Rich finishes career at Campbell
By Mike London
Senior basketball player Maggie Rich knew her GPA was exactly 3.596, but she had several soccer friends who were permanent fixtures on the Dean’s List and didn’t expect to hear her name called at Campbell’s athletic banquet.
When the time came to hand out the the Easley Award to Campbell’s graduating student-athlete with the highest GPA, Rich heard the presenter declare that the worthy honoree had accumulated a 3.6 GPA.
“I was thinking, ‘Wow, I just missed on that,’ ” Rich said. “But then I heard him saying, ‘an education major from Salisbury, North Carolina,’ and I was like, ‘Hey, that’s got to be me.’
“Then I realized they’d rounded my GPA up to 3.6. It was such an honor. My coaches said I had a really surprised look on my face.”
The prestigious award capped a senior year at Campbell that was Rich’s best on the court and off.
“Maggie getting the GPA Award is a great tribute to the lady she is,” Campbell coach Wanda Watkins said. “To play a Division I schedule, with all the travel that we have and still have that kind of GPA, that’s just a super accomplishment.”
Rich left for Campbell in 2004 after a career at East Rowan that looks more amazing as the years roll by.
It can be argued whether or not she was the best player in East history, but there is no argument that she was hands down the most prolific scorer ever.
Rich played on four talented teams with multiple scoring options, and she still averaged 18.1 points every time she stepped on the hardwood. Rowan Hall of Famer Cristy Earnhardt McKinney, who averaged 17.4 points per outing in the 1970s, is the only Mustang in the same neighborhood.
Rich averaged better than 20 points a game twice. McKinney did it once. No one else has done it at East.
Rich scored more points in a game (40), a season (607) and a career (1,917) than anyone in East’s 49 seasons of basketball.
To put Rich’s scoring output in perspective, Ashley Collins has been a terrific player for three seasons, and she would have to average 35 points a game as a senior to challenge Rich’s 1,917.
Rich’s NPC Player of the Year plaque and Rowan County Athlete of the Year trophy meant little once she traveled to Buies Creek to play for the Camels.
She had to start over. Everyone in Division I is the best thing her high school has ever seen. Freshman pay dues, and Rich paid them like everyone else.
The 5-foot-10 small forward played little as a freshman. She worked her way into the rotation her sophomore year and was elevated to key reserve and part-time starter her junior year.
She finally emerged as a team leader as a senior. She was third in scoring (7.3 points a game) and rebounding (4.2) and led the Camels with 34 3-pointers.
“I got a chance to play more,” Rich said. “I was finally healthy and the back trouble and the hamstring trouble that I’d had were mostly behind me. I worked out a lot in the offseason before my senior season and shot as much as I could.”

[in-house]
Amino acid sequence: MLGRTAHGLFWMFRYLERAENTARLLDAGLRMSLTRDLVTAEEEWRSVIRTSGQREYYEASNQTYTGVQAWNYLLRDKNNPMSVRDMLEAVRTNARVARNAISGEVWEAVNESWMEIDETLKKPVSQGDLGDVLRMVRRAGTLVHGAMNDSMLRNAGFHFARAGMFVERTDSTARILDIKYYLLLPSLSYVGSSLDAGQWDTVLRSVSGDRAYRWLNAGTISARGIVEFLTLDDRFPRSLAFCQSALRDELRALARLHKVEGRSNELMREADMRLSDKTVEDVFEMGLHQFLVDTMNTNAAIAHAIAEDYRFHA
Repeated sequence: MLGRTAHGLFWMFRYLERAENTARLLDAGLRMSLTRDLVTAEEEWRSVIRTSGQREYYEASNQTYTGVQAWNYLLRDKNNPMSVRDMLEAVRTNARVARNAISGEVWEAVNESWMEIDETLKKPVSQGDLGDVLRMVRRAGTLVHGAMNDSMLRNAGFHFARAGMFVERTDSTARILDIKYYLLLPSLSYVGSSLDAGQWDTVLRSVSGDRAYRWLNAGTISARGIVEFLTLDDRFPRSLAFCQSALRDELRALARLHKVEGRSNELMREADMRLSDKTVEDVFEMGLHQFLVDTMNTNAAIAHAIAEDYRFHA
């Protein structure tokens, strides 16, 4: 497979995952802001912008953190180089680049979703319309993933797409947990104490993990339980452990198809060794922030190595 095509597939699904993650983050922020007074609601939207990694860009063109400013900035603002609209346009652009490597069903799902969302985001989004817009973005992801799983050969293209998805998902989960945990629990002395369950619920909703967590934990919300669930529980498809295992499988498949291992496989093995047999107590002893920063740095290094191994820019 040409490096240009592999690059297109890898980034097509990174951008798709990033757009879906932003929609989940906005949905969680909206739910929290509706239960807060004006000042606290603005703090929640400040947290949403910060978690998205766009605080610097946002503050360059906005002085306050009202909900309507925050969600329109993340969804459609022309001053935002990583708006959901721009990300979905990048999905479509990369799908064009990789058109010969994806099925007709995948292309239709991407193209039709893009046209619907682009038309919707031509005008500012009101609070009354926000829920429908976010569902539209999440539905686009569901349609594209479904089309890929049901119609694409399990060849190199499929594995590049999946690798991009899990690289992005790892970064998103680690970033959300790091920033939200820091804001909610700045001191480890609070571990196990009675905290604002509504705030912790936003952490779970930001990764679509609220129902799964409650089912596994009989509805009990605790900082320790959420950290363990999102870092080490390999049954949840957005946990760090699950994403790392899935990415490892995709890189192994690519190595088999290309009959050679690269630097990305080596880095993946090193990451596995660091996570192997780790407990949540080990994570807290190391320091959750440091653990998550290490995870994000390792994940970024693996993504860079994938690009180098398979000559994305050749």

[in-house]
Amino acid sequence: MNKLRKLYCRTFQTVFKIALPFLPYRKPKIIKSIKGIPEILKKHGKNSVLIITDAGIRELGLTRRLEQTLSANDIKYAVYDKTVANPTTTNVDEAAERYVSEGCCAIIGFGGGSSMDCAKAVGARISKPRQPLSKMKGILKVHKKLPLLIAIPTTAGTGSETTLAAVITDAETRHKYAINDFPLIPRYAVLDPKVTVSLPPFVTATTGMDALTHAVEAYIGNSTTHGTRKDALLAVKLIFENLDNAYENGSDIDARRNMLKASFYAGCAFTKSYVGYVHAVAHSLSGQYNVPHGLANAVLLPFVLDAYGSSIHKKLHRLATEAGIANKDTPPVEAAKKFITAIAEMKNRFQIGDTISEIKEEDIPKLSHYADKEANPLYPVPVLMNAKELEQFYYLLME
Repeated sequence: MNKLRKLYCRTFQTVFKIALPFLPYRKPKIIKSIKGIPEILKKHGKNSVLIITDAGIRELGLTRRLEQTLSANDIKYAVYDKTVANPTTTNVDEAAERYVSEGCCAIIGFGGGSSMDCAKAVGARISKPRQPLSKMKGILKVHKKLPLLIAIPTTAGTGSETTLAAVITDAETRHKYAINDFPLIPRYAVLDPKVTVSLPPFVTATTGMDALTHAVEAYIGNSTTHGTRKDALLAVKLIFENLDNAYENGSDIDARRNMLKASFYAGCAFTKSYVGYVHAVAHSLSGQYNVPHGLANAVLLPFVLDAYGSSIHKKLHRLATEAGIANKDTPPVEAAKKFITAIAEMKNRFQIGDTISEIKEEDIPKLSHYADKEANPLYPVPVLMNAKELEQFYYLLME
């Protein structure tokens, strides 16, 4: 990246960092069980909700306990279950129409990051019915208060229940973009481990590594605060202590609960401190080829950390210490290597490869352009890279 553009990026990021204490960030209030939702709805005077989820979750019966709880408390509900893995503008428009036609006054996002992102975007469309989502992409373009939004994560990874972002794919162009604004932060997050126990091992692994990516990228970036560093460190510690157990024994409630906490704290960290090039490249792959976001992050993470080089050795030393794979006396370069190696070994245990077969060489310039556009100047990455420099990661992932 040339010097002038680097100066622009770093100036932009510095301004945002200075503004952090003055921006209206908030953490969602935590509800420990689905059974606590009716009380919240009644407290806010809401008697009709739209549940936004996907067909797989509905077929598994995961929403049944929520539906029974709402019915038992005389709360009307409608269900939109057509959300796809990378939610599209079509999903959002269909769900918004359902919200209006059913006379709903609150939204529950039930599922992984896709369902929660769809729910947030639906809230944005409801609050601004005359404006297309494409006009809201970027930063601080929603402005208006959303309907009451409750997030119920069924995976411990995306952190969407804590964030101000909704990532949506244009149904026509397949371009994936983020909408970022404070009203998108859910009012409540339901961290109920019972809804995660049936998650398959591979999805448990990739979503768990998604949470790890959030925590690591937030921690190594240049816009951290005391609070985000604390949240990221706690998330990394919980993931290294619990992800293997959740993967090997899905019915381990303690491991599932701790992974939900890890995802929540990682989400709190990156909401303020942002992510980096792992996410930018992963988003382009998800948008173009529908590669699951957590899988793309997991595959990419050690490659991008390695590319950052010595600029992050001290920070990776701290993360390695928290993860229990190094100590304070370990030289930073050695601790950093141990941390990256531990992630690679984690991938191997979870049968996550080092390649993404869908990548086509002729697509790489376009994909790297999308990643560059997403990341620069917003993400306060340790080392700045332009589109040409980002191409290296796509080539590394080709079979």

For Campbell coach Wanda Watkins, it was gratifying to see Rich find success last November.
“You could see Maggie blossoming when the season started, and I felt really good for her because of all the sweat she’s put in and all the injuries she’s gone through,” Watkins said. “You could see things finally falling into place for her a little bit. You could see her growing, and she accepted a leadership role. She was one of the captain. She’d earned the respect of her peers and coaches.”
Rich scored 13 points off the bench in the opener against William & Mary and was in the starting lineup for the next game against Elon. She amassed 12 points and 11 boards against her father’s alma mater.
In an early-season tournament at Longwood, Rich hit seven 3-pointers and scored 35 points in two games against Morgan State and Howard and was voted MVP.
“It was a round robin, so I didn’t even know there would be an MVP,” Rich said. “But it was fun scoring 19 in one game. I hadn’t done anything like that since high school. I just wish I could have saved a few 3s for our conference games.”
Rich started out so hot from the 3-point line that it was a mixed blessing.
“Once we got into the Atlantic Sun schedule, everyone was ready for Maggie,” Watkins said. “Teams knew they couldn’t afford to give up any 3s, and they prepared for her. They had her number a little bit.”
It was frustrating for Rich because it was hard to get an open look. But it was a confidence boost to see that teams respected her ability to shoot the ball.
Rich’s final semester at Campbell grew more hectic when she began her student-teaching requirement in the middle of basketball season. She works with first-grade reading groups at Coats Elementary, just down the road from Campbell.
“A little stressful,” Rich said. “We had 6 a.m. basketball practices, and sometimes I rushed out to teach with my hair still wet. It’s been a good experience, but those first-graders can be a handful.”
Rich will marry former Campbell baseball player Alston Hatch in July, and she’s been hired to teach third grade at Cleveland Elementary in Clayton this fall.
Rich’s third-graders will be envied by everyone.
Besides offering wisdom on the standard subjects, the rookie teacher can show her charges how to shoot 3s.
Contact Mike London at 704-797-4259 or firstname.lastname@example.org.
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